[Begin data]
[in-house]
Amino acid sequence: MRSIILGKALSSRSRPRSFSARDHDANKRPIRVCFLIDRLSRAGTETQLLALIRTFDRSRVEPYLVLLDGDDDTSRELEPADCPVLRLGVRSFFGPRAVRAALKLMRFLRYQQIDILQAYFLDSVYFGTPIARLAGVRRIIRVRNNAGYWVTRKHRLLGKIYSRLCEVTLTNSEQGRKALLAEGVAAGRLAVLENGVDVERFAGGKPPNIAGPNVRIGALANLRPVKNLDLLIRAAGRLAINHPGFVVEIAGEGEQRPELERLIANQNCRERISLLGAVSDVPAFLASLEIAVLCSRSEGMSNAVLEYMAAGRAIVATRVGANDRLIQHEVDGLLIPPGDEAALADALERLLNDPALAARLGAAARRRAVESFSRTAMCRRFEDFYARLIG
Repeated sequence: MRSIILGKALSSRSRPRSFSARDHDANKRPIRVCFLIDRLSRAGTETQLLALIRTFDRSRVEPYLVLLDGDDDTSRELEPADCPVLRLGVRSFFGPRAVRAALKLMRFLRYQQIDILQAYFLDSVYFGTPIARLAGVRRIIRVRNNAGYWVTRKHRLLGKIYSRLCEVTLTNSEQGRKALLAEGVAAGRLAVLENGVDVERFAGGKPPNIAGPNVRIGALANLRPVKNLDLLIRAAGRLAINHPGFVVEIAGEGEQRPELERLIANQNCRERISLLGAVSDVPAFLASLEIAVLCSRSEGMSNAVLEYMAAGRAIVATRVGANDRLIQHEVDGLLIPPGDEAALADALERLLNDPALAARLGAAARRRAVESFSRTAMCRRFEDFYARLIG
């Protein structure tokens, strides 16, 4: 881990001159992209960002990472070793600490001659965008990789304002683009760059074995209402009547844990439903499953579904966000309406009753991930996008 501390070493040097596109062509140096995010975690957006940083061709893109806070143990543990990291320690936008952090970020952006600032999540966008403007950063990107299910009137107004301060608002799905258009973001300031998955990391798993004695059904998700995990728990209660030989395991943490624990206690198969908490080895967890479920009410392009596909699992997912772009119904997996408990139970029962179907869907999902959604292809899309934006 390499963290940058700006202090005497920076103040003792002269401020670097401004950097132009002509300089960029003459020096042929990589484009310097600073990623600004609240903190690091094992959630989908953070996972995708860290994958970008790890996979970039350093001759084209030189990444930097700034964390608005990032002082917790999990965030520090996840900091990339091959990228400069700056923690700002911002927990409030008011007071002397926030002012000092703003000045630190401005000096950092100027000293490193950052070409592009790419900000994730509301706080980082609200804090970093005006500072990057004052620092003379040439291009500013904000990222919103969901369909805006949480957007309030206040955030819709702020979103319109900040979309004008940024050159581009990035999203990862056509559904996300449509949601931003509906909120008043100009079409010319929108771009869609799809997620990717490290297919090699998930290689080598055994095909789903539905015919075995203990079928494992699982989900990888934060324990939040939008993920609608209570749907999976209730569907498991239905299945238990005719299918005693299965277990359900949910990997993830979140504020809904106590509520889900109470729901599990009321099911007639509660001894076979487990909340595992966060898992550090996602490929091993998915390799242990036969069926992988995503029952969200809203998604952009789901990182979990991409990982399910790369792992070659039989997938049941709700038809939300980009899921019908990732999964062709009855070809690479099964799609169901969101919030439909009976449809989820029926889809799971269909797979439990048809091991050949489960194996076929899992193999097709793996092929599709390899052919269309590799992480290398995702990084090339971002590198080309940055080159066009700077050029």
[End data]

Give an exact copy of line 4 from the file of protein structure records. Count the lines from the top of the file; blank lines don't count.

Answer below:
């Protein structure tokens, strides 16, 4: 881990001159992209960002990472070793600490001659965008990789304002683009760059074995209402009547844990439903499953579904966000309406009753991930996008 501390070493040097596109062509140096995010975690957006940083061709893109806070143990543990990291320690936008952090970020952006600032999540966008403007950063990107299910009137107004301060608002799905258009973001300031998955990391798993004695059904998700995990728990209660030989395991943490624990206690198969908490080895967890479920009410392009596909699992997912772009119904997996408990139970029962179907869907999902959604292809899309934006 390499963290940058700006202090005497920076103040003792002269401020670097401004950097132009002509300089960029003459020096042929990589484009310097600073990623600004609240903190690091094992959630989908953070996972995708860290994958970008790890996979970039350093001759084209030189990444930097700034964390608005990032002082917790999990965030520090996840900091990339091959990228400069700056923690700002911002927990409030008011007071002397926030002012000092703003000045630190401005000096950092100027000293490193950052070409592009790419900000994730509301706080980082609200804090970093005006500072990057004052620092003379040439291009500013904000990222919103969901369909805006949480957007309030206040955030819709702020979103319109900040979309004008940024050159581009990035999203990862056509559904996300449509949601931003509906909120008043100009079409010319929108771009869609799809997620990717490290297919090699998930290689080598055994095909789903539905015919075995203990079928494992699982989900990888934060324990939040939008993920609608209570749907999976209730569907498991239905299945238990005719299918005693299965277990359900949910990997993830979140504020809904106590509520889900109470729901599990009321099911007639509660001894076979487990909340595992966060898992550090996602490929091993998915390799242990036969069926992988995503029952969200809203998604952009789901990182979990991409990982399910790369792992070659039989997938049941709700038809939300980009899921019908990732999964062709009855070809690479099964799609169901969101919030439909009976449809989820029926889809799971269909797979439990048809091991050949489960194996076929899992193999097709793996092929599709390899052919269309590799992480290398995702990084090339971002590198080309940055080159066009700077050029």